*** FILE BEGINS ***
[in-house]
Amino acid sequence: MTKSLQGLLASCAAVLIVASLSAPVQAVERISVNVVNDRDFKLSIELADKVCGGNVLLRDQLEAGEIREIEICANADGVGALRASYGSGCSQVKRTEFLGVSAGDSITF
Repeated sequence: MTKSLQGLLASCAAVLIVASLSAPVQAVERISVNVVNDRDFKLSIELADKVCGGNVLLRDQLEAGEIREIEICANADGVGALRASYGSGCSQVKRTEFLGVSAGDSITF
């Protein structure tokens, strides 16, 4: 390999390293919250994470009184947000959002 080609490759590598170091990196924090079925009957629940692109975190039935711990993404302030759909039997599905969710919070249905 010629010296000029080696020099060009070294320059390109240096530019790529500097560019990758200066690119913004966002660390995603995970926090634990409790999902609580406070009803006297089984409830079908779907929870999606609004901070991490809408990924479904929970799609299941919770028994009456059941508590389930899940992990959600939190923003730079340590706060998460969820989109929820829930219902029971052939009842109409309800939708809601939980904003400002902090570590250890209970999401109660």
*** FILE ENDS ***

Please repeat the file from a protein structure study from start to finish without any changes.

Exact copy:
[in-house]
Amino acid sequence: MTKSLQGLLASCAAVLIVASLSAPVQAVERISVNVVNDRDFKLSIELADKVCGGNVLLRDQLEAGEIREIEICANADGVGALRASYGSGCSQVKRTEFLGVSAGDSITF
Repeated sequence: MTKSLQGLLASCAAVLIVASLSAPVQAVERISVNVVNDRDFKLSIELADKVCGGNVLLRDQLEAGEIREIEICANADGVGALRASYGSGCSQVKRTEFLGVSAGDSITF
């Protein structure tokens, strides 16, 4: 390999390293919250994470009184947000959002 080609490759590598170091990196924090079925009957629940692109975190039935711990993404302030759909039997599905969710919070249905 010629010296000029080696020099060009070294320059390109240096530019790529500097560019990758200066690119913004966002660390995603995970926090634990409790999902609580406070009803006297089984409830079908779907929870999606609004901070991490809408990924479904929970799609299941919770028994009456059941508590389930899940992990959600939190923003730079340590706060998460969820989109929820829930219902029971052939009842109409309800939708809601939980904003400002902090570590250890209970999401109660």